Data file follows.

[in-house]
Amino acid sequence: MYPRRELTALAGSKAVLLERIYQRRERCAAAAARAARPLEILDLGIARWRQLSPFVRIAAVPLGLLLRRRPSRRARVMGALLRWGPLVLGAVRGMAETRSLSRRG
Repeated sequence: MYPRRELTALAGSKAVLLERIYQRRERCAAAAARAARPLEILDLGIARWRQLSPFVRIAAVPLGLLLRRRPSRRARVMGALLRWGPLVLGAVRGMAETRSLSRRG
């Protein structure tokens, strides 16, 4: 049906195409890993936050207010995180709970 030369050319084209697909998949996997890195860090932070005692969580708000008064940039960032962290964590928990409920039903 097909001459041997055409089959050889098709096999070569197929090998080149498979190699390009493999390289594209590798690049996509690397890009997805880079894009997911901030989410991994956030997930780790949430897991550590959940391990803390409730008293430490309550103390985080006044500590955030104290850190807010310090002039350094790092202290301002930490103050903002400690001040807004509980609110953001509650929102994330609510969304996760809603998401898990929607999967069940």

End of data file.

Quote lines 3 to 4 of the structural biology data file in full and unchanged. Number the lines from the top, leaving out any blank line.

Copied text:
Repeated sequence: MYPRRELTALAGSKAVLLERIYQRRERCAAAAARAARPLEILDLGIARWRQLSPFVRIAAVPLGLLLRRRPSRRARVMGALLRWGPLVLGAVRGMAETRSLSRRG
């Protein structure tokens, strides 16, 4: 049906195409890993936050207010995180709970 030369050319084209697909998949996997890195860090932070005692969580708000008064940039960032962290964590928990409920039903 097909001459041997055409089959050889098709096999070569197929090998080149498979190699390009493999390289594209590798690049996509690397890009997805880079894009997911901030989410991994956030997930780790949430897991550590959940391990803390409730008293430490309550103390985080006044500590955030104290850190807010310090002039350094790092202290301002930490103050903002400690001040807004509980609110953001509650929102994330609510969304996760809603998401898990929607999967069940």